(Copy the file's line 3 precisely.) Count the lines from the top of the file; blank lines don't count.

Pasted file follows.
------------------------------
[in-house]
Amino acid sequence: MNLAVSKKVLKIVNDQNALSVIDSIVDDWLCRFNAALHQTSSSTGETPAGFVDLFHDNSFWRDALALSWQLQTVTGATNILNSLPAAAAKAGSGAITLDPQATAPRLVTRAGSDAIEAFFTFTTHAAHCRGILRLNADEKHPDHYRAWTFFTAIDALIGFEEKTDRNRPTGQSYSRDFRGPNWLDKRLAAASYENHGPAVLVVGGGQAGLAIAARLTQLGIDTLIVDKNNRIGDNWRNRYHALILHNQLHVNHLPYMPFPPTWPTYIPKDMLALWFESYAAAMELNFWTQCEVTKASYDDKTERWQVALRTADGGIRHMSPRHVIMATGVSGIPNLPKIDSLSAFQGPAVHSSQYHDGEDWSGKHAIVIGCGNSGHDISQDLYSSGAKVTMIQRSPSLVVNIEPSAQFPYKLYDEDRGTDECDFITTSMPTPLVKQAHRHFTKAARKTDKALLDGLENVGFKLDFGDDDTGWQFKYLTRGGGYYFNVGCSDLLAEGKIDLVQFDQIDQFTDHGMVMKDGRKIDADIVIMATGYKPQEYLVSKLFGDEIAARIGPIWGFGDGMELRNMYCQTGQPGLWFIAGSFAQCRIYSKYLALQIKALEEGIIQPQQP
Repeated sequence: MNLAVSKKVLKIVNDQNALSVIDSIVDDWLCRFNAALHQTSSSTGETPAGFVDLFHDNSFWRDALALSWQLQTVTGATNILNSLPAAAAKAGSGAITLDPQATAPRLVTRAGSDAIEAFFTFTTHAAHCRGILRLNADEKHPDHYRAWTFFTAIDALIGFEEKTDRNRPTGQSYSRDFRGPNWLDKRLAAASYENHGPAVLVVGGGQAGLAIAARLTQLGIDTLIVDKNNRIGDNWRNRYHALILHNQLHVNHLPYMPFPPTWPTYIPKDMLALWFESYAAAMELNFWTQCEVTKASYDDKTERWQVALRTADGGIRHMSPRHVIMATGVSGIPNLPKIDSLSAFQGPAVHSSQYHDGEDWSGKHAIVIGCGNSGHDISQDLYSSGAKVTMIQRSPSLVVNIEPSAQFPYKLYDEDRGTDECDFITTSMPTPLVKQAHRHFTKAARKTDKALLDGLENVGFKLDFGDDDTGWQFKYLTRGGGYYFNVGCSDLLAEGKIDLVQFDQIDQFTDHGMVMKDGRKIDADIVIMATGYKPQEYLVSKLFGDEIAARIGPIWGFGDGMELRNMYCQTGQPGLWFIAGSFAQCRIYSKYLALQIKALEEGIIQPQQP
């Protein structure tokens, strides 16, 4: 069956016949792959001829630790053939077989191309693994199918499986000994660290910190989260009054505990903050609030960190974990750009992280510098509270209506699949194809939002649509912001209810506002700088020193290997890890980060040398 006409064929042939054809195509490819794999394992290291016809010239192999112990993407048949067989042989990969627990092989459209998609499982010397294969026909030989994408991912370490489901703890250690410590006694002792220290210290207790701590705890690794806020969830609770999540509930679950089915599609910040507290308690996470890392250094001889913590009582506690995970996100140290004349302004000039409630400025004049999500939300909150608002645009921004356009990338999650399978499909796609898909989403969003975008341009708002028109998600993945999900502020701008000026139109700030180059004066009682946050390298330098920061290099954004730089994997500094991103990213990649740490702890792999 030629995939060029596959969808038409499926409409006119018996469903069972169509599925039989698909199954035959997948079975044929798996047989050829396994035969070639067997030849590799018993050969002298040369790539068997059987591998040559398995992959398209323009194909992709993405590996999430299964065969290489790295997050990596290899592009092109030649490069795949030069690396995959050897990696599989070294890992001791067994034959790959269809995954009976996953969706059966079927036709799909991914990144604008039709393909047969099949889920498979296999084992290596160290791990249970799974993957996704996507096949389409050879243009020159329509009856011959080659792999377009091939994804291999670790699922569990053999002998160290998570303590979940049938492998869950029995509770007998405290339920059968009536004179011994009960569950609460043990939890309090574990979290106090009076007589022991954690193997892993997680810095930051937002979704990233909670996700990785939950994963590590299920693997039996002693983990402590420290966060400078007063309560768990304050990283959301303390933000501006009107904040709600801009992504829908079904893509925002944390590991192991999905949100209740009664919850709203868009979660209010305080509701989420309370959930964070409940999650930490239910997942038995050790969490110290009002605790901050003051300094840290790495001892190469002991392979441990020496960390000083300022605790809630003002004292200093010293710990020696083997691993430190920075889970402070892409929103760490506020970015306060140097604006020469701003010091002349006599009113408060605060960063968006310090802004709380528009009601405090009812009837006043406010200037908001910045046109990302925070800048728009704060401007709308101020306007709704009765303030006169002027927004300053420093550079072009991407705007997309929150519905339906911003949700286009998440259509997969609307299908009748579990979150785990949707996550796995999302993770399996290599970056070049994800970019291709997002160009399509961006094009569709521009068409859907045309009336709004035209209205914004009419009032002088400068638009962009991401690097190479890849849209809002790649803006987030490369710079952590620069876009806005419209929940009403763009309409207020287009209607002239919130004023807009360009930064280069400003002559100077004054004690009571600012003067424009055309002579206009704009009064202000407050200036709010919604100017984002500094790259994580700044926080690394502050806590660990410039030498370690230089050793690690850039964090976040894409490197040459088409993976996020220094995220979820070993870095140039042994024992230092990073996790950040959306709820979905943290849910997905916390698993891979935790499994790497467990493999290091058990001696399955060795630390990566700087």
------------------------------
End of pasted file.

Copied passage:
Repeated sequence: MNLAVSKKVLKIVNDQNALSVIDSIVDDWLCRFNAALHQTSSSTGETPAGFVDLFHDNSFWRDALALSWQLQTVTGATNILNSLPAAAAKAGSGAITLDPQATAPRLVTRAGSDAIEAFFTFTTHAAHCRGILRLNADEKHPDHYRAWTFFTAIDALIGFEEKTDRNRPTGQSYSRDFRGPNWLDKRLAAASYENHGPAVLVVGGGQAGLAIAARLTQLGIDTLIVDKNNRIGDNWRNRYHALILHNQLHVNHLPYMPFPPTWPTYIPKDMLALWFESYAAAMELNFWTQCEVTKASYDDKTERWQVALRTADGGIRHMSPRHVIMATGVSGIPNLPKIDSLSAFQGPAVHSSQYHDGEDWSGKHAIVIGCGNSGHDISQDLYSSGAKVTMIQRSPSLVVNIEPSAQFPYKLYDEDRGTDECDFITTSMPTPLVKQAHRHFTKAARKTDKALLDGLENVGFKLDFGDDDTGWQFKYLTRGGGYYFNVGCSDLLAEGKIDLVQFDQIDQFTDHGMVMKDGRKIDADIVIMATGYKPQEYLVSKLFGDEIAARIGPIWGFGDGMELRNMYCQTGQPGLWFIAGSFAQCRIYSKYLALQIKALEEGIIQPQQP